Occupy Revisited

by Hillary Stinson Beach

 
I usually don’t talk about politics in our kitchen. But today is the one year anniversary of Occupy Wall Street, and it seems like somehow everyone in Berkeley has missed the status update. I lower the volume of the Destiny’s Child song I’m dancing to so I can make an announcement about it. I’m momentarily taken aback when my housemate asks.
“So whatever happened with that?”

In a few seconds, I’ll give her Andrew Sorkin‘s answer in a nutshell. That really, nothing happened. Save a minor shift in public discourse. By public I mean with prime time talking heads and radio hosts, because the journalists I follow and the academics I learn from have been talking about a national assault on the middle class since the Reagan era. I was worried that for this reason she would find my answer trite. She probably did.

But first I am of shell-shocked by her question. Because one year ago Occupy was a larger than life force. It was the first time I had seen people in my generation really care about something. More than in the Save-Darfur-with-the-Click-of-a-Facebook-button kind of way.

Sure, a few years earlier Obama had charmed young voters with his fresh face and inspiring speeches. But some of us who changed our profile photos couldn’t find time to make it to the voting booth (if only we could do it online!).

Occupy was different. I saw my peers spend nights sitting on cold pavement, face police armed with prying batons and tear gas canisters, miss their midterms to engage in some All-American civil disobedience. No one agreed on everything, but their strength was in the agreement that something was definitely wrong with 20% tuition increases and hundreds of thousands of dollars in defaulted student loans.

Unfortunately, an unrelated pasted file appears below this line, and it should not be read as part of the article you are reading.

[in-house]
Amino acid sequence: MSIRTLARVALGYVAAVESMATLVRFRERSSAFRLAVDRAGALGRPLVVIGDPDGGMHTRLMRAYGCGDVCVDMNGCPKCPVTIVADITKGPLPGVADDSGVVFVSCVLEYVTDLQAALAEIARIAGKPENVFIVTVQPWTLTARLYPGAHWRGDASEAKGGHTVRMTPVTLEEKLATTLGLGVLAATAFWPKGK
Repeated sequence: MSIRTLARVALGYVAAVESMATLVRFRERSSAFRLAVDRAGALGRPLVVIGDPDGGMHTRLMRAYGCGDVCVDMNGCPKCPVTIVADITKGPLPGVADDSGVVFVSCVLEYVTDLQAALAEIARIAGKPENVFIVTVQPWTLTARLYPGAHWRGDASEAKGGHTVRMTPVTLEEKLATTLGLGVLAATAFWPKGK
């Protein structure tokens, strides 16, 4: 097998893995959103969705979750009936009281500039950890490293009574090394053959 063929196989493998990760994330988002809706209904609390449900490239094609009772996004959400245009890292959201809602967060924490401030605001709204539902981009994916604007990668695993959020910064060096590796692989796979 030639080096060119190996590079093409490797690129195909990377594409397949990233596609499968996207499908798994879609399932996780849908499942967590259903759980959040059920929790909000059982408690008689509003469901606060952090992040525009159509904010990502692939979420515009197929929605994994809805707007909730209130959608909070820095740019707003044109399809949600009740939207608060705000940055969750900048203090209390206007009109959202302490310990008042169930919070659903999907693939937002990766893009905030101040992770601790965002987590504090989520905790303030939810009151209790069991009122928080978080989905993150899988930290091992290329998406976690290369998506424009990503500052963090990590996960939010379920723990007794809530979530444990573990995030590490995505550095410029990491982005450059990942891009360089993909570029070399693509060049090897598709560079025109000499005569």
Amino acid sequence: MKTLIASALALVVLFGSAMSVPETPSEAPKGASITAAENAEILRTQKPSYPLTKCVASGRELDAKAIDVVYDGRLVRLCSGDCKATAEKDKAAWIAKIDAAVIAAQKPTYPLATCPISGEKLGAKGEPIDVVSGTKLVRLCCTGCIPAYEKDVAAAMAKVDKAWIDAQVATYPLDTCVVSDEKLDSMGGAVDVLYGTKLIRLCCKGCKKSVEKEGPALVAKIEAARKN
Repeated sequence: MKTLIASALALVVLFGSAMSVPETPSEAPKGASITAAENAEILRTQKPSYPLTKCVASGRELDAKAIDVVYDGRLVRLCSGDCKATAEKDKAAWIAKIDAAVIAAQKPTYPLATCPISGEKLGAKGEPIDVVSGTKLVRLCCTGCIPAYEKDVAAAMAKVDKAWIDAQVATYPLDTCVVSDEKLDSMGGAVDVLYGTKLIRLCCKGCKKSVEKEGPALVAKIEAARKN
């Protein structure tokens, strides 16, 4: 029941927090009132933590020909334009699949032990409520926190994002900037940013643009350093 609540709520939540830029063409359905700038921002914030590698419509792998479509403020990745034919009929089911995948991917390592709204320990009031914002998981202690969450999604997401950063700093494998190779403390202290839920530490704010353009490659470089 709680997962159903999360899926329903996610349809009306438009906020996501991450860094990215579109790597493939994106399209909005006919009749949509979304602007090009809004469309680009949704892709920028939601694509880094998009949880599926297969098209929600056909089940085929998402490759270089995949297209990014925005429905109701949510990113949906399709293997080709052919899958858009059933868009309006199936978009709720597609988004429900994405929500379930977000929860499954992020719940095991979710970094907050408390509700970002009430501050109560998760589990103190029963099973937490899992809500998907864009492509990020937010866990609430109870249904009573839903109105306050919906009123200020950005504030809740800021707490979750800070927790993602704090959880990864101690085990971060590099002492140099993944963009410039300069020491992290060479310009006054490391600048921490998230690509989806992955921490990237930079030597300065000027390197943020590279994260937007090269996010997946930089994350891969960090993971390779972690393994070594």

That Fall activism spread through my house like a windstorm. I lost my roommate to the tents of the Sproul Plaza, only running into her momentarily as she would come back wheezing (The Occupy Cold everyone quickly caught) to grab some basic supplies. I watched with a sickened sense of irony as police arrested students peacefully protesting on the Mario Savio “Free Speech” Steps. We all laughed about this the next week with that defensive sense of helpless sarcasm so representative of our generation as Stephen Colbert and Jon Stewart cracked jokes on national television.

I was sucked into the excitement of taking photos and tweeting and updating and found myself compelled at times to put down my camera and notepad and just take in the scene. The collaborative nature of the event was unparalleled. I caught my poetry professor, who I used to think of as a little pretentious, breaking the ranks of academia by linking arms with his pupils in a chain of solidarity. People’s Park residents sharing ideas on community activism with students instead of begging them for change. Frat brothers cheering on the people they would otherwise taunt as tree-huggers because Occupy was the cool thing to do (Yes, it was a fad for some).

At the time I felt a layer removed, safely disconnected from having any strong feelings about the movement because of some sense of self-imposed journalistic detachment. It was only until later that I realized how truly emotionally invested I was. By the end of the season one of my closest friends in the house had been arrested and left school. Another good friend and fellow photojournalist took the infamous UC Davis pepper spray photo. It became one of the most iconic pictures of the movement.

So it’s no surprise that when asked, “What happened?” this morning, when tangible results were implicitly demanded in my social encounters and explicitly demanded by social commenters, I felt defensive. Occupy was an exercise in democracy that has done something much more powerful than give political pundits the “99%” soundbyte. It taught my generation how to engage in prolonged democratic dialogue unseen in such magnitude since the Vietnam War. That even though the excitement has fizzled, the awareness of the capability to create the fizz is something infinitely more important.
 

Hillary Stinson Beach is a twenty-something who likes to ask people nosy questions under the guise of being a “journalist”. She used to be a breakfast-skipper but has drastically changed her morning routine following this magazine’s release.